So, in retrospect, the album went three times platinum and put Van Halen back into the game. However, from this period onwards, undercurrent issues began to emerge from within the band which would later eat themselves up. But at this point, Van Halen were indeed doing well and had made a great record for their fans to appreciate.

This recording was one of the better recordings of the “Van Hagar” era.

Picture courtesy https://frasesdavida.wordpress.com/2011/11/02/sammy-hagar-ataca-o-van-halen/


  1. Van Halen News Desk. 2015. Sammy Hagar Marks ‘For Unlawful Carnal Knowledge’ Anniversary With Retrospective Video. http://www.vhnd.com/2015/06/18/sammy-hagar-marks-for-unlawful-carnal-knowledge-anniversary-retrospective-video/
  2. Van Halen News Desk. 2013. This Day In 1991: Van Halen Performed “Poundcake” on the VMAs. http://www.vhnd.com/2013/09/05/this-day-in-1991-van-halen-performed-poundcake-on-the-vmas/


As the eighties drew to a close, the time had come for yet another album by the now commercially successful Van Halen. This time, the album called OU812 was packed full of tunes ready for Van Halen and Sammy Hagar fans alike.

This album, like its predecessor, was a commercial success, reaching #1 in the U.S. Critically however, it was seen as weaker than 5150 in general by critics. Sonically as well, it was the end of Eddie’s traditional setup with his Marshall Superlead amplifier, prompting him to entirely rethink his setup over the next few years.

The “Van Hagar” era was well and truly underway with OU812.

Picture courtesy http://www.vhnd.com/2010/01/07/the-recording-of-ou812-in-sammy-hagars-words/

But, the question is, are the songs there? Of course! There were several hit singles from the album. To begin with, let’s look at a track by track in depth analysis of the album.

The first track, “Mine All Mine” is a dark, deep song about questioning one’s faith within oneself. The line, “You’ve got Allah in the east, you’ve got Jesus in the west, Christ! What’s a man to do?” creates a feeling that one is soul searching, or at least in Sammy Hagar’s case. With a funky synth line, this track is very catchy.

The first song of the album that was worked on, “When It’s Love” is a catchy pop tune that may leave David Lee Roth fans asking, “What?!”. Indeed, it is light years away from anything done with the former lead singer. Still, it is a great song, and well worth listening to. A classic single indeed.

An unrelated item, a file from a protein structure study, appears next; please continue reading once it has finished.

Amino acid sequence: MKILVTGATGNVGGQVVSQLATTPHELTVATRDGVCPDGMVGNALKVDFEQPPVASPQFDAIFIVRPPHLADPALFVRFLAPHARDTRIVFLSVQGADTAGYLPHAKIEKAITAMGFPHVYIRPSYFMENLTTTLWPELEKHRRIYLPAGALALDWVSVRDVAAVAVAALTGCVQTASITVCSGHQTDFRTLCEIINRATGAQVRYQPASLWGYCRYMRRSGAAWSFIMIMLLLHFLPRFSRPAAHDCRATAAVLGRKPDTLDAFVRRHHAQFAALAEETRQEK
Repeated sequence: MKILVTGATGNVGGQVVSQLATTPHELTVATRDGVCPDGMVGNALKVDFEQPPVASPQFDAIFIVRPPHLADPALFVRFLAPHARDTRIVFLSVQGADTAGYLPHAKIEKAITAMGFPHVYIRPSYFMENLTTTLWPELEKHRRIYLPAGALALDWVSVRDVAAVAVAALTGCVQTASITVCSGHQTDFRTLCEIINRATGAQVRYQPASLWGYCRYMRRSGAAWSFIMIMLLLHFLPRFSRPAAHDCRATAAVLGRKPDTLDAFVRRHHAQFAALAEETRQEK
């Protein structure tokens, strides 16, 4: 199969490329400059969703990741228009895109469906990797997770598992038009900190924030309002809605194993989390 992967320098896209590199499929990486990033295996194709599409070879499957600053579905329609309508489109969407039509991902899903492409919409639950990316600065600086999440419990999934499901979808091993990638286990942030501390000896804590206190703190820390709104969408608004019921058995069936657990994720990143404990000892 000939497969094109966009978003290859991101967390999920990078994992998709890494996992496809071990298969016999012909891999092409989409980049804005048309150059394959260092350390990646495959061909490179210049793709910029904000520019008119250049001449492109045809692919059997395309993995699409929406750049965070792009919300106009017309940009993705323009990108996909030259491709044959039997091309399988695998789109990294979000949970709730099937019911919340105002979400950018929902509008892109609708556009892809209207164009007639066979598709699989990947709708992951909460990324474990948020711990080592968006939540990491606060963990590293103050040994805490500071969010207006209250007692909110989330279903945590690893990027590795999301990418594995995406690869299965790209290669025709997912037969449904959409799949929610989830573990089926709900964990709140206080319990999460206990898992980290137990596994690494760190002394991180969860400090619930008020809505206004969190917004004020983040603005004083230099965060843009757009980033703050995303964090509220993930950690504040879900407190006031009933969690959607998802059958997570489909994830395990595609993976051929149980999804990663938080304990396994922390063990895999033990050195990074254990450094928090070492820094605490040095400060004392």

“When It’s Love” is a great Sammy Hagar era Van Halen song.

Picture courtesy http://eil.com/shop/moreinfo.asp?catalogid=519286

Following up is “A.F.U. (Naturally Wired)”. This song has some well-structured and interesting sections to it. It has some well varied and interesting work from Eddie and Alex Van Halen whilst Sammy Hagar has some wonderful vocal work on top of it. This is a very underrated piece from “Van Hagar”.

“Cabo Wabo” is a slow, jam like song which probably goes on far too long. Although some sections of it are indeed, catchy, it is a poor effort. It just goes on a bit, which makes it difficult to listen to after the first time.

The following number, “Source Of Infection” is rather throwaway fun. Still, it is rather catchy nonetheless. Enjoyable listening.

Sammy Hagar and Eddie Van Halen got along so well at this point they lived next door to each other, proof of their stable relationship at the time.

Picture courtesy http://www.weissguygallery.com/images/galleries/VAN%20HALEN/

“Feels So Good” follows and is a good piece about finding love lost. Still, compared to some of the other numbers on the album, it seems very much weaker. But this is the strength of OU812. Even the weaker cuts are listenable, not a bad thing in itself.

Next up is, “Finish What Ya Started” is a more interesting touch from Van Halen. Nonetheless, it is humourous enough to engage listeners in its “we have all been there” type story. A good variety of instrumentation exists on this track, with Sammy Hagar playing acoustic guitar.

This is the last traditional “Brown Sound” album that Van Halen created.

Picture courtesy https://www.pinterest.com/fmpackerfan/van-halen/

“Black And Blue” follows, a rather bland piece of work. Funnily enough, it was a hit single for the group, but still seems weaker than other Van Halen songs. It seemed that the quality of Van Halen mark II was not as strong as Van Halen mark I, a shame in itself in some ways.

On the other hand, “Sucker In A 3 Piece” is based on a Sammy Hagar real life story, humourous and interesting nonetheless. Obviously referring to jealousy, it captures a side of male sexual desire often unseen in real life. Well worth listening to.

Van Halen were still creating great songs, and were very popular at this point.

Picture courtesy http://www.rockmusictimeline.com/1988gallery.html